“The boy is wounded – ”
“Tecumseh is strong.” Chiksika’s face reflected his inner struggle. “And Tecumapease is his heart. He will not forgive me if I fail her.”
Dan nodded. He understood. No matter how often he was called on to choose between the settlement and his family, Mingo’s safety or Becky’s, Israel’s or the settlers, the choice ripped out a little bit more of his heart.
“Let’s go then,” Dan said. “The sooner there, the sooner back.”
Chiksika nodded and the pair disappeared into the trees.
Tecumseh stumbled away, heading in the direction opposite the British soldiers and Chickamauga warriors. His own village lay near the water, west of the Cherokee town of Chota. He did not think he had the strength to make it. And yet, Msipesi was with him. He could feel the panther’s hot breath on his skin; sense its strength infusing him in place of his own. By fixing his eyes on the ebon cat’s retreating back as it walked before him, he managed to continue to put one foot in front of the other.
At least, for a time.
Somewhere near midnight Tecumseh stumbled and fell. And did not rise.
The next time he became aware, he opened his eyes and realized it was morning. A thick fog clung low to the land. The sun had not yet fully risen to burn it off. Tecumseh struggled to his knees and lifted his face toward the sky, seeking guidance. Msipesi had disappeared with the night and he was alone.
Or was he?
Voices carried through the mist. Not the voices of the Long Knives, but of the men who hunted and hated them – the ‘English’ ones who had murdered Corporal Kilgarran. Tecumseh searched with his fingers until he found a low depression in the earth and then crawled into it, hoping to remain hidden. As the men approached their words became clearer. He rested his head on the ground and waited for them to pass, only slightly interested until he heard a name.
‘Dunsmore’. One of the men mentioned Lord Dunsmore.
His father’s murderer.
Tecumseh’s fingers clawed the earth, pulling up remnants of dry grass. He held very still as the party of men drew abreast him. Orders were barked and several took off, seeking a path through the trees. Two pair of shoes stopped close by him – one polished black leather, the other soft buckskin – as their owners sought to get their bearings.
“This is the path to the village. I am certain.”
The first voice was cultured. Educated. Smooth. Like honey on the tongue compared to the vinegar of the man who spoke next.
“’Ow can you be so sure, mate?” he growled.
“I have walked it a thousand times,” the first man answered. “I know it well.”
“Well as you know the streets of old London-town?”
“I have not walked the streets of London since I was a young man of two and twenty. My…exile…here began then.” The cultured voice paused. “In order to be of assistance to my father, I had to become what I needed to appear to be.”
The sour voice laughed. “Well, you’re right convincin’, mate. Who would’ve thought that the son of a bleedin’ English peer would be walkin’ in the New World wearin’ beads ‘round ‘is neck and feathers in ‘is ‘air? An’ smellin’ of bear grease. Don’t seem right some’ow.”
“A necessary deception. Why would the Cherokee listen to me if I did not appear to be one of them?”
“That Lord Dunsmore, ‘e’s a right cracker ‘e is!” the second voice pronounced loudly. “Comin’ up with somethin’ like that.”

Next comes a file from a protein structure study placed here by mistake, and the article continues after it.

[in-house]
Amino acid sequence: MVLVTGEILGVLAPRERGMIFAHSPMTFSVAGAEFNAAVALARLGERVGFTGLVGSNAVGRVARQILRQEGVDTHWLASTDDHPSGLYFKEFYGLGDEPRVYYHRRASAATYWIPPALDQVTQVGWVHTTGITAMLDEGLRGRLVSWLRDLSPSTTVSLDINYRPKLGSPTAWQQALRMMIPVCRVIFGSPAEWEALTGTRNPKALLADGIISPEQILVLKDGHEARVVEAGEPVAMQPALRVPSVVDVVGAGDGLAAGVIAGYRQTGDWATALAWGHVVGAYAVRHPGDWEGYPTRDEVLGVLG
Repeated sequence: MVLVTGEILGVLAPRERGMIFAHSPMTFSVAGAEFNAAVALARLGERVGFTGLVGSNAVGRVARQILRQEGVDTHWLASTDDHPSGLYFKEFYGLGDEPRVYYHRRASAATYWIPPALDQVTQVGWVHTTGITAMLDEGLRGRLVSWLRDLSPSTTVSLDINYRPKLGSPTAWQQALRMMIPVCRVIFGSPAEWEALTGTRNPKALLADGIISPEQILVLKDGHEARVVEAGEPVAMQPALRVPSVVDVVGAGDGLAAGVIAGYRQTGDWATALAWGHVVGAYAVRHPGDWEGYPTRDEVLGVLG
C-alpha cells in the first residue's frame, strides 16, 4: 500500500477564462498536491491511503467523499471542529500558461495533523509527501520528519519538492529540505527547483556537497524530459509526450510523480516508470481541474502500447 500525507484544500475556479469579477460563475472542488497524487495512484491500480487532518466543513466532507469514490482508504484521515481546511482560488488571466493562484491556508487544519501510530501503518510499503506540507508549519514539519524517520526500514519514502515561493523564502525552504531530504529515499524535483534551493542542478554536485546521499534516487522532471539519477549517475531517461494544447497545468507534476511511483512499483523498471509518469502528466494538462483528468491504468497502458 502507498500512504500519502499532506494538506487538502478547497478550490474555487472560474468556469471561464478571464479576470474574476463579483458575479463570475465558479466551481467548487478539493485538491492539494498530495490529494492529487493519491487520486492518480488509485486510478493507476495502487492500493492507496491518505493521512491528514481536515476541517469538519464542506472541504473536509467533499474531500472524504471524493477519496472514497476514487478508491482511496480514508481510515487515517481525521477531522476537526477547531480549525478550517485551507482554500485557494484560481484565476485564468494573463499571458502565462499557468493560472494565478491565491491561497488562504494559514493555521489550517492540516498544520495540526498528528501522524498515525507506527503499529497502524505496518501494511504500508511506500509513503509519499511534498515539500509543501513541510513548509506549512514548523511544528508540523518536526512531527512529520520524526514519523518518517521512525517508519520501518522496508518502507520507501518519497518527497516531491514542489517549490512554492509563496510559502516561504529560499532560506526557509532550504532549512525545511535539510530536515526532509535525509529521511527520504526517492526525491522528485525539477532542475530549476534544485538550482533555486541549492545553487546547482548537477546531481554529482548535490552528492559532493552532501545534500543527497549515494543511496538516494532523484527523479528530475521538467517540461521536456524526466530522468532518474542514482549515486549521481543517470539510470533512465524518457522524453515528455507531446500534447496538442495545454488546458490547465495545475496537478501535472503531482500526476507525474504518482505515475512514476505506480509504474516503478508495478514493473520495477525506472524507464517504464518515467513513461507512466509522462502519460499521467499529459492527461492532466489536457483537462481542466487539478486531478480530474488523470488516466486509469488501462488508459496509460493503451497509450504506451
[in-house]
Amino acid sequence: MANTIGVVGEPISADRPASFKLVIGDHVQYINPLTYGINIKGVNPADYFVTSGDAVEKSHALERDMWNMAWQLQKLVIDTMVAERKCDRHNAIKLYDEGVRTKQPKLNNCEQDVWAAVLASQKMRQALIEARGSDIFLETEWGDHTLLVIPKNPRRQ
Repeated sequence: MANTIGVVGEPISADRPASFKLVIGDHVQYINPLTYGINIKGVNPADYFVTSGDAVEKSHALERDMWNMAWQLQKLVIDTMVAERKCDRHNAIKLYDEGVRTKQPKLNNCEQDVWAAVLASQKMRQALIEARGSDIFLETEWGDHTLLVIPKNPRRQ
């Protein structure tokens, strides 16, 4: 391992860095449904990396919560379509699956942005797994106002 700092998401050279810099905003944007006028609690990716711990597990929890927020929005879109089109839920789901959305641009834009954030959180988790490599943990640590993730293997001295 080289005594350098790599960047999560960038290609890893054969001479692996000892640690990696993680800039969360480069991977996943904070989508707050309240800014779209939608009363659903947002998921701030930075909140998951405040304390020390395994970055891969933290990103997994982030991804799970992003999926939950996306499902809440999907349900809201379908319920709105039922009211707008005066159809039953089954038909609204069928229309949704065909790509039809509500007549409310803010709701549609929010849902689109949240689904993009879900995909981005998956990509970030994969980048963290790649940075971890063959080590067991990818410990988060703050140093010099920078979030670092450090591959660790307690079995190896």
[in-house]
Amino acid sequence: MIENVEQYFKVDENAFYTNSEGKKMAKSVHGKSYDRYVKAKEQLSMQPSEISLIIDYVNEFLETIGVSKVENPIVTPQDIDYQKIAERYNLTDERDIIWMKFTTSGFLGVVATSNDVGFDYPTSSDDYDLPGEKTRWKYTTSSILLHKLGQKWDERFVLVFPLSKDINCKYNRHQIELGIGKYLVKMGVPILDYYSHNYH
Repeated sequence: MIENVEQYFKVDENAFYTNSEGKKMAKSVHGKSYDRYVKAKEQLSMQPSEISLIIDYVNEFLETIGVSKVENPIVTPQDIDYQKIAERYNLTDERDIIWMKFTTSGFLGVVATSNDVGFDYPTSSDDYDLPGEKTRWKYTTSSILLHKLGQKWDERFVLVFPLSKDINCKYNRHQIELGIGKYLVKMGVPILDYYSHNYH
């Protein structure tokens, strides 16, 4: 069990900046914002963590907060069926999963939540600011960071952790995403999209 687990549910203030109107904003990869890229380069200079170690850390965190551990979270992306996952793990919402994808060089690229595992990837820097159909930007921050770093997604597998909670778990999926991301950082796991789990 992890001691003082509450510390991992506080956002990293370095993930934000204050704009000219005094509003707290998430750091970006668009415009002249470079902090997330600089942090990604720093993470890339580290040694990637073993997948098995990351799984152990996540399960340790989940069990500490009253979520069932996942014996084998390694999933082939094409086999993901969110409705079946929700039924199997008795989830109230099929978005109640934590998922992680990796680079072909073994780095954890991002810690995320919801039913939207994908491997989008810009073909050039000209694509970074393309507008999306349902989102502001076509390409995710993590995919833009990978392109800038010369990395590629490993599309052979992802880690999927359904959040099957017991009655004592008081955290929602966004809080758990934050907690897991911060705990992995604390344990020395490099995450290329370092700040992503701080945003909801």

“A right cracker?” the smooth voice seemed amused . “I will have to remember to tell him that the next time I see him.”
“Now, Mr. Mingo, you wouldn’t really go an’ do a thing like that, would you? I was just makin’ light….”
“Have no fear, corporal,” Mingo said. “When next I see my father, I doubt you will be the topic of conversation.”
As Mingo finished speaking the other soldiers returned and the black and brown boots moved away; the forms that bore them disappearing with their voices into the mist.
Tecumseh waited a hundred heartbeats and then rose shakily to his feet. He stared after them.
Mingo. The one who had rescued him. The one to whom he owed his life.
Mingo. The one who had stolen his totem, and who was the son of Lord Dunsmore, his sworn enemy.
“But Yad! I don’t wanna stay here! I wanna go with you!” Israel stamped his foot and folded his arms over his chest as if pronouncing judgment. “You ain’t goin’ no wheres without me!”
It hadn’t taken Yad long at all to find the trail the British soldier and Daniel’s son had taken, and only a little longer to manage to free Israel. He had overcome the Redcoat soldier, bound and gagged and dragged him to a cave, and abandoned the Englishman there with just a small prayer that the Shawnee would find him and teach him a lesson about trespassing on other people’s property. Gathering Israel in his arms, Yad had turned back to rescue Mingo, only to have that prayer answered a little sooner than he would have liked. Just as they started down the hill a war party of Shawnee had appeared from out of nowhere and parked themselves at its foot, trapping him and the boy. There was nothing for it but to return to the cave and the British soldier inside.
Daggone if it didn’t seem sometimes that God had a mighty warped sense of humor!
And now Israel was being stubborn. Insisting on coming with him.
“Boy, you don’t rightly think you can ac’ttly tell me what I’m a gonna do?”
“Yad….” Israel’s tone softened. His blue eyes grew wide and his lower lip trembled with practiced ease. “You cain’t leave me here alone!” he insisted with a whimper.
Yad wasn’t buying it. “You won’t be alone. You got Mr. Lobsterback there for company.” He gestured toward the English soldier who had awakened and was watching them. “Israel, all I gotta do is sneak down to that there camp and free Mingo. We’ll come right back for you.”